• doc_004
      • doc_004.TimeNorm.system.completed.xml
    • ...
  • ...


Make sure that you comply with following rules when you create  your output directory:

  • The root must contain only the domain directories, namely, "Newswire" and "Cancer".
  • If you don't produce output for any of the domains, do not include its corresponding directory.
  • Each domain directory must contain only the corresponding document directories and their names must be same as in the dataset.
  • If you don't produce output for any of the documents, do not include its corresponding directory.
  • Each document directory must contain only the corresponding annotation file. 
  • The name of the annotation files must match the document name and they must include a "xml" extension, for Anafora format files,  or "tml" extension, for TimeML format files.
  • All the annotation files must have the same extension.


Terms and conditions

By submitting results to this competition, you consent to the public release of your scores at the SemEval-2018 workshop and in the associated proceedings, at the task organizers' discretion. Scores may include, but are not limited to, automatic and manual quantitative judgements, qualitative judgements, and such other metrics as the task organizers see fit. You accept that the ultimate decision of metric choice and score value is that of the task organizers.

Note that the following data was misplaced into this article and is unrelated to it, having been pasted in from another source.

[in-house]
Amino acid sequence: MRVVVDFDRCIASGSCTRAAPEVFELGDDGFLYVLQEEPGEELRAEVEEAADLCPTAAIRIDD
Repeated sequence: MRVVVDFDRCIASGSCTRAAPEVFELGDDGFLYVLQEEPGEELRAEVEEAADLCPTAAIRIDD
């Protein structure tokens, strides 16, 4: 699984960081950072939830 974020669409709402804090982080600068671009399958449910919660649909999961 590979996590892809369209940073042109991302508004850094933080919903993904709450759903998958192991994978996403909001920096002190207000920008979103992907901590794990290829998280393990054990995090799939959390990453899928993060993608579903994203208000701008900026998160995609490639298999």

You further agree that the task organizers are under no obligation to release scores and that scores may be withheld if it is the task organizers' judgement that the submission was incomplete, erroneous, deceptive, or violated the letter or spirit of the competition's rules. Inclusion of a submission's scores is not an endorsement of a team or individual's submission, system, or science.

You further agree that your system may be named according to the team name provided at the time of submission, or to a suitable shorthand as determined by the task organizers.

You agree not to redistribute the test data except in the manner prescribed by its licence.


Start: Aug. 14, 2017, midnight


Start: Jan. 8, 2018, midnight


Start: Jan. 30, 2018, midnight

Competition Ends